Jeremiah Ho, UMass Law faculty

Jeremiah Ho

Associate Professor

Law School / Faculty

Curriculum Vitae

508-985-1156

508-985-1115

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UMass School of Law 230


Education

Whittier College School of LawJD
University of California, Los Angeles (UCLA)BA

Teaching

  • Contracts
  • Trust & Estates
  • Remedies
  • Products Liability
  • Law Review Note Writing

Teaching

Courses

Study of the development of common law concepts of enforceable promises. Encompasses the basic principles controlling the formation, performance, and termination of contracts. Includes the doctrines of offer and acceptance, consideration, conditions, breach, damages, third-party beneficiaries, assignments, and the Statute of Frauds.

Study of the development of common law concepts of enforceable promises. Encompasses the basic principles controlling the formation, performance, and termination of contracts. Includes the doctrines of offer and acceptance, consideration, conditions, breach, damages, third-party beneficiaries, assignments, and the Statute of Frauds.

A continuation of LAW 540 Contracts I

A continuation of LAW 540 Contracts I

A study of the classical and modern law of remedies in American jurisprudence. Topics include the types of remedies and calculation of remedies available in litigation; the differences between legal, equitable, and restitutionary remedies; when to elect certain remedies; the contempt of power; interlocutory relief; and the doctrinal history and underpinnings of this body of law.

This course is designed to assist law review candidates in the note writing process. Topics include finding a note topic, thesis development, the process of scholarly research, and developing an outline, introduction, argument, and conclusion. Pass/Fail, Permission of the Faculty Advisor (By invitation). Of the 90 credits required for graduation, students are required to earn at least 65 in courses that meet in regularly scheduled class sessions. This course does not count toward the 65 credit requirement.

Research

Research Interests

  • Law and inequality (race, sexuality & culture)
  • Legal education, methodology and theory

Professional background

Professor Ho joined the UMass Law faculty in 2012. He teaches Contracts, Trusts & Estates, Remedies, Products Liability, and Law Review Note Writing. He writes about law and inequality, exploring such issues mostly with respect to sexuality, race, and culture. In addition, he also writes extensively on legal education, methodology, and theory. His articles have appeared in the Harvard Journal on Legislation, The Georgetown Law Journal Online, the Journal of Legal Education, the Utah Law Review, the Kentucky Law Journal, the Marquette Law Review, the U.C. Davis Business Law Journal, the Cleveland State Law Review, and others. Professor Ho is currently a regular contributor on the Humans Rights at Home Blog, and his blog postings on sexuality and race often garner mentioning by SCOTUS Blog.

Professor Ho also holds a strong passion for teaching. In 2014, Professor Ho was selected for Lawyers of Color’s 50 Law Professors Under 50. He has also received the Professor of the Year Award four times at UMass Law in 2016, 2017, 2018, and 2019. Recently, Professor Ho’s TEDx-style talk on law teaching was recorded at American University, Washington College of Law and is part of a curated series at LegalED. He has also been interviewed previously by NPR for his views on legal education. Since 2013, he has been a contributing faculty member at the Institute for Law Teaching and Learning.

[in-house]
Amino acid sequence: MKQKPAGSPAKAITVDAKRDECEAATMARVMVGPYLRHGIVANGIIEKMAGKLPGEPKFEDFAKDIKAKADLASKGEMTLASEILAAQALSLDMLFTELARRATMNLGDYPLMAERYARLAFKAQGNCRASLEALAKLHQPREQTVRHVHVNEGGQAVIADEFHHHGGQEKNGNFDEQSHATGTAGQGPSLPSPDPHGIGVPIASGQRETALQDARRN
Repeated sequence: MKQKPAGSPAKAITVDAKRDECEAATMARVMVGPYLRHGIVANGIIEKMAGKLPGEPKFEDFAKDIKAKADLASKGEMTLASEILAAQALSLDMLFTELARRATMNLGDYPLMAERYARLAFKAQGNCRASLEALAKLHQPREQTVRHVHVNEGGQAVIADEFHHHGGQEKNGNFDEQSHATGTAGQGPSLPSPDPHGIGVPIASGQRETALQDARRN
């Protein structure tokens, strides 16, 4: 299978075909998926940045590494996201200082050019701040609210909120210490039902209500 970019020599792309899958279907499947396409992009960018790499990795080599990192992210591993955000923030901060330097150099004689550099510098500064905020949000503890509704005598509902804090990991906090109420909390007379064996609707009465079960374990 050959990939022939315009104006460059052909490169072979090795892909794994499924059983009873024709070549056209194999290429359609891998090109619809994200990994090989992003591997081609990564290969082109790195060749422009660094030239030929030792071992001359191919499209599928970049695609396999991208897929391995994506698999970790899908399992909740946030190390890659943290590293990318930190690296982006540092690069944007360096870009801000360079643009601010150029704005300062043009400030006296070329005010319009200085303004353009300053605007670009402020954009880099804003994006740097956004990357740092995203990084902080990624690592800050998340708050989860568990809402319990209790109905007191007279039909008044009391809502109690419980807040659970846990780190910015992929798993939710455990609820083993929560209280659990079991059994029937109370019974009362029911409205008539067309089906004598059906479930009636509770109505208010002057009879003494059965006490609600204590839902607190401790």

Prior to joining UMass Law, Professor Ho taught at Washburn University School of Law. He was the inaugural fellow at the Institute for Law Teaching and Learning, co-sponsored by the law schools at Gonzaga University, Washburn University, and the University of Arkansas, Little Rock. Professor Ho formerly practiced in the Los Angeles area, handling complex civil litigation matters in employment and wage-and-hour cases. He is currently a member of the State Bar of California.

Publications

Queer Sacrifice in Masterpiece Cakeshop, 31 Yale J.L. & Feminism __ (forthcoming).

Preventing Neonatal Abstinence Syndrome within the Opioid Epidemic: A Uniform Facilitative Policy, 54 Harvard J. on Legis. 423 (2017) (with Alexander O. Rovzar).

Law as Instrumentality, 101 Marquette L. Rev. 87 (2017).

Why Flexibility Matters: Inequality and Contract Pluralism, 18 U.C. Davis Bus. L. J. 35 (2017).

Find Out What It Means to Me: The Politics of Respect and Dignity in Sexual Orientation Anti-discrimination, 2017 Utah L. Rev. 468 (2017).

Once We’re Done Honeymooning: Obergefell v. Hodges, Incrementalism, and Advances for Sexual Orientation Anti-discrimination, 104 Ky L.J. 207 (2016).

Function, Form, and Strawberries: Subverting Langdell, 64 J. Legal Educ. 656 (2015).

A Vast Image Out of Spiritus Mundi: The Existential Crisis of Law Schools, 103 Geo. L. J. Online 77 (2015) (reviewing Robin L. West, Teaching Law: Justice, Politics, and the Demands of the Profession (2014).

Weather Permitting: Incrementalism, Animus, and the Art of Forecasting Marriage Equality After U.S. v. Windsor, 62 Clev. St. L. Rev. 1 (2014).

Curriculum Reforms at Washburn University School of Law, in Reforming Legal Education 41-77 (David M. Moss & Debra Moss Curtis eds., 2012) (co-authored with Michael Hunter Schwartz).

I’ll Huff and I’ll Puff—But Then You’ll Blow My Case Away: Dealing with Dismissed and Bad-Faith Defendants in California’s Anti-SLAPP Statute, 30 Whittier L. Rev. 533 (2009).

Comment, What’s Love Got to Do with It? The Corporations Model of Marriage in the Same-Sex Marriage Debate, 28 Whittier L. Rev. 1239 (2007).

External links

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